Saturday, December 05, 2009

Climate Science: "Even the most rigorous statistical methodology will generate estimates with large margins of error."

Stephen F. Hayward, writing in The Weekly Standard:
It has long been thought that over the last thousand years the earth experienced two significant natural climate cycles: the "medieval warm period" (MWP) centered around the year 1000 and the "little ice age" (LIA) from about 1500 to 1850 or so. The first report of the IPCC in 1992 displayed a stylized thousand-year temperature record showing that the MWP was warmer than current global temperatures, but this was mostly conjecture. Yet it was a huge problem for the climate campaigners: If the medieval warm period was as warm as today, as some scientists believe, it would mean that today's temperatures are arguably within the range of normal climate variability, and that we could not yet confirm greenhouse gas emissions as the sole cause of recent increases or rely on computer climate models for predictions of future climate apocalypse. There had long been rumors that leading figures in the climate community believed they needed to make the medieval warm period go away, but until the CRU leak there was no evidence besides hearsay that scientists might be cooking the books.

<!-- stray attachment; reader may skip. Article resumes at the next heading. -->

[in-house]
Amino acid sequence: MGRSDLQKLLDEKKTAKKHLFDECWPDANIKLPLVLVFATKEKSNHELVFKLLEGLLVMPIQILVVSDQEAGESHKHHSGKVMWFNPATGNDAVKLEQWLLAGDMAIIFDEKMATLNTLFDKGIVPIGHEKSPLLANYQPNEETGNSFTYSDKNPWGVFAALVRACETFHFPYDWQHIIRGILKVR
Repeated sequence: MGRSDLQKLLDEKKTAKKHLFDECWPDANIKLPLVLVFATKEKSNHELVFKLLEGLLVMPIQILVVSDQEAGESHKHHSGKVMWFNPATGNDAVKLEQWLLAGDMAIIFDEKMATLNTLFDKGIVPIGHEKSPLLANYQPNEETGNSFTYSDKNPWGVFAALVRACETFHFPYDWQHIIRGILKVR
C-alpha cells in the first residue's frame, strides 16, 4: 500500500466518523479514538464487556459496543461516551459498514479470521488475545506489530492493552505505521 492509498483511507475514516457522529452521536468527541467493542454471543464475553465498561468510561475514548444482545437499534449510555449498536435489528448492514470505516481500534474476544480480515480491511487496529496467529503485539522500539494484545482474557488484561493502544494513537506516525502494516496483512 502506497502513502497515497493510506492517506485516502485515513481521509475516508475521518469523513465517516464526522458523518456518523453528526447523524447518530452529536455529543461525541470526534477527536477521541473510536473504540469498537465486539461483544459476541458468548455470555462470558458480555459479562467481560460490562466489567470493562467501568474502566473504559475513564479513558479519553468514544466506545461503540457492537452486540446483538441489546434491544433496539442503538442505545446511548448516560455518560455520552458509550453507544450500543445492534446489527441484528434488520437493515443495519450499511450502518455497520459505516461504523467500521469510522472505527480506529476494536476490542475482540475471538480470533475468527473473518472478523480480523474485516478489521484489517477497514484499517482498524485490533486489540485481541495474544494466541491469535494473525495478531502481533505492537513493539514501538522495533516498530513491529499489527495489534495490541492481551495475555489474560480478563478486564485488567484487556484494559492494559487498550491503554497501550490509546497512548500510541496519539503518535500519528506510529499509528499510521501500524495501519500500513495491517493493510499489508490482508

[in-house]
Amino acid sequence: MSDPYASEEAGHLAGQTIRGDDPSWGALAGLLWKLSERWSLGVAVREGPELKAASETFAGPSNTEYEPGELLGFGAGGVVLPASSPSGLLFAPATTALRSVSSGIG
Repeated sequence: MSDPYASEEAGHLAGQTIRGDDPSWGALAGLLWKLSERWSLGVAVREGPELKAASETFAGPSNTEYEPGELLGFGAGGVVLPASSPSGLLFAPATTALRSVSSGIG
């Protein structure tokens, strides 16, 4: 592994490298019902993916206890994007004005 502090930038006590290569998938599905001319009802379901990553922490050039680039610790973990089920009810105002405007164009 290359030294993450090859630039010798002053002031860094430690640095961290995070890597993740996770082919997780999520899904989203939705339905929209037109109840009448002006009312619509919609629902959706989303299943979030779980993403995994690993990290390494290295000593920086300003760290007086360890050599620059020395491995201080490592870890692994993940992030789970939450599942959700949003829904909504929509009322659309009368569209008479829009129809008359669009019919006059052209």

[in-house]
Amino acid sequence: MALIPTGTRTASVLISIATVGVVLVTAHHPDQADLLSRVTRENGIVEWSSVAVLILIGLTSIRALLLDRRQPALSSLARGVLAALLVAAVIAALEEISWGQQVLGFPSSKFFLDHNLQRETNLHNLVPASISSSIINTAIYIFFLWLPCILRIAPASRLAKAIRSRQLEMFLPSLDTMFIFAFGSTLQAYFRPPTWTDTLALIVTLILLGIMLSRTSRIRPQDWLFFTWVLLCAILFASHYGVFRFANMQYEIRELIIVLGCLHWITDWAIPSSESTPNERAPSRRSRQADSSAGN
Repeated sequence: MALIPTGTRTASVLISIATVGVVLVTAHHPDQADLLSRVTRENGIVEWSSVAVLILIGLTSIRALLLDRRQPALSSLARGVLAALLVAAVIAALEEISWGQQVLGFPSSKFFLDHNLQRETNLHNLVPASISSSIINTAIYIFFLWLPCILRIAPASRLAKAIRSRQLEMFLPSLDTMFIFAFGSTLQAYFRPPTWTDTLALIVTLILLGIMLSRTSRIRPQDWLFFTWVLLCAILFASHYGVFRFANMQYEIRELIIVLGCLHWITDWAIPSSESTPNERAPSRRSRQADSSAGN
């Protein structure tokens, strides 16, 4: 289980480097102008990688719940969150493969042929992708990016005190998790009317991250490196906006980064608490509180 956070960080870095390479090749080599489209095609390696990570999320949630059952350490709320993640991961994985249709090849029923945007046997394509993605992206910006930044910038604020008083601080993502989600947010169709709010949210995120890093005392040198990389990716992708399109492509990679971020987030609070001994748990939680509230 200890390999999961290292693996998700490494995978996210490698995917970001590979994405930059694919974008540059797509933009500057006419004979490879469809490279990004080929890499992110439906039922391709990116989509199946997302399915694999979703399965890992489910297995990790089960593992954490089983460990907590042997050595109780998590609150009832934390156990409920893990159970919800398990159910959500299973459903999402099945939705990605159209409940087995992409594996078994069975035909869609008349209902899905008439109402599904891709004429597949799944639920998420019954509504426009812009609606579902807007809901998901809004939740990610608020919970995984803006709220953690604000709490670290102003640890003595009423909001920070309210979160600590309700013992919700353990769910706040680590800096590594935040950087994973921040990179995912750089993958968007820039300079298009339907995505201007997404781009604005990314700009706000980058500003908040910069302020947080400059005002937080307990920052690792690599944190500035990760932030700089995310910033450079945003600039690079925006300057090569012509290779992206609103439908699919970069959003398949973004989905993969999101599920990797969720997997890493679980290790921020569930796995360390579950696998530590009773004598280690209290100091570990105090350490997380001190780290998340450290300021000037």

The evidence for the medieval warm period and the little ice age is mostly anecdotal, since there were no thermometers in the year 1000. Is there a way we could determine what the temperature was a thousand years ago? Calculating the average temperature for the entire planet is no simple matter, even today. This is where the paleoclimatologists at the CRU enter the picture. The CRU circle set out to "reconstruct" past temperature history through the use of "proxies," such as variations in tree rings, samples of centuries-old ice drilled out of glaciers and polar ice caps, lake sediment samples, and corals from the ocean. Using a variety of ingenious techniques, it is possible for each of these proxies to yield a temperature estimate at a particular location. Tree rings are thought to be the best proxy, because we can count backwards and establish the exact year each ring formed, and by its width make temperature estimates. But tree ring data are very limited. There are only a few kinds of trees that live a thousand years or more, mostly bristlecone pines in the western United States and a few species in Siberia. The thousands of data points that emerge from these painstaking efforts are not self-explanatory. They need to be adjusted and calibrated for latitude, altitude, and a number of other factors (such as volcanic activity and rainfall during the period). Even the most rigorous statistical methodology will generate estimates with large margins of error. One of the striking features of the CRU emails is how much time the CRU circle spent discussing with each other the myriad problems with processing these data and how to display them to a wider world. On the one hand, this is typical of what one might expect of an evolving scientific enterprise. On the other hand, these are the selfsame scientists who have insisted most vehemently that there is a settled consensus adhered to by all researchers of repute and that there is nothing left to debate.

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